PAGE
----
Gene Regulation May Prevent Cardiac Hypertrophy

Mouse experiment targets PDE5 gene expression in heart muscle to prevent heart remodeling

FRIDAY, Oct. 22 (HealthDay News) -- Regulating expression of the phosphodiesterase type 5 (PDE5) gene in heart muscle cells can reverse maladaptive heart remodeling, such as cardiac hypertrophy, caused by sustained pressure overloads, according to the results of a mouse study published online Oct. 20 in the Journal of the American College of Cardiology.

Manling Zhang, M.D., of the Johns Hopkins University School of Medicine in Baltimore, and colleagues generated mice with doxycycline-controllable myocyte PDE5 gene expression. The transgenic mice and a control group of normal mice were then subjected to sustained heart pressure overload by aortic banding.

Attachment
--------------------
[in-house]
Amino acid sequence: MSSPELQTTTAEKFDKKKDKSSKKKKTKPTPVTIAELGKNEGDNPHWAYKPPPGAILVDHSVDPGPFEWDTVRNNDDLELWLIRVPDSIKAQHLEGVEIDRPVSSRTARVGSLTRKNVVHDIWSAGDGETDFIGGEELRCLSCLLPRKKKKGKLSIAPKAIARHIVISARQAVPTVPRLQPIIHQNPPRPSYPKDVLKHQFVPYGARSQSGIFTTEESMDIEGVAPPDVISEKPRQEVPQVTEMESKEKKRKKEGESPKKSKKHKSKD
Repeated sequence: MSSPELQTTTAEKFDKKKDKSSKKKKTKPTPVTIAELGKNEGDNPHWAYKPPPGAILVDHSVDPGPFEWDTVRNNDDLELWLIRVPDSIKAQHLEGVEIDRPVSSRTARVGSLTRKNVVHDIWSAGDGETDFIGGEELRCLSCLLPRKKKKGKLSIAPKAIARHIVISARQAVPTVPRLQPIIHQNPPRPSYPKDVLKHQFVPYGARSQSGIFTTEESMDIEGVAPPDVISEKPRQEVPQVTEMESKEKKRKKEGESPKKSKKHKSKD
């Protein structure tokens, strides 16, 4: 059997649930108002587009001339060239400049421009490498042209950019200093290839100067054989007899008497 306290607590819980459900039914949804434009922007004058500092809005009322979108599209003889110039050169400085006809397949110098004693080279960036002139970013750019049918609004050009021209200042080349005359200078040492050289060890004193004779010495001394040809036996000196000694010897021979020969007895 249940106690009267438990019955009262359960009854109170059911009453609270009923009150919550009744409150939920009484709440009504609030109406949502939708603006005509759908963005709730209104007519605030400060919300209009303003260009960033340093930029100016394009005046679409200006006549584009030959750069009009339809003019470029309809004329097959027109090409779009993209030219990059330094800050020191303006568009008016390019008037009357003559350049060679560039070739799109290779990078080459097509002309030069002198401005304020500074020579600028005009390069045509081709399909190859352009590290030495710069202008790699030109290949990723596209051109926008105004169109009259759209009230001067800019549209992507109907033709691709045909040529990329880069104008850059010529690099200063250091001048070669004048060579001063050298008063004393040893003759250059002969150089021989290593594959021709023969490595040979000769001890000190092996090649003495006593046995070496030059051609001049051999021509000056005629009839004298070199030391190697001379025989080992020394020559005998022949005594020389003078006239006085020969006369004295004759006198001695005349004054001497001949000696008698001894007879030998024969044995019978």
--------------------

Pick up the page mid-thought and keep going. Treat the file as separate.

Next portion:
The researchers found that, under the pressure overload, the transgenic mice exhibited eccentric heart remodeling, maladaptive molecular signaling, depressed function, and amplified fibrosis. After establishing this cardiomyopathic state, the researchers gave the transgenic mice doxycycline to suppress PDE5 expression in the myocytes, which enhanced cyclic guanosine monophosphate (cGMP) and downstream protein kinase G (PKG) pathway activity and reversed the remodeling and other maladaptive responses, despite the sustained pressure overload. Sildenafil, which is known to inhibit PDE5, was also effective.

"These data strongly support a primary role of myocyte PDE5 regulation to myocardial pathobiology and PDE5 targeting therapy in vivo and reveal a novel mechanism of myocyte-orchestrated extracellular matrix remodeling via PDE5/cyclic guanosine monophosphate-PKG regulatory pathways," the authors write.

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Jeff Muise

Jeff Muise

Published on October 22, 2010

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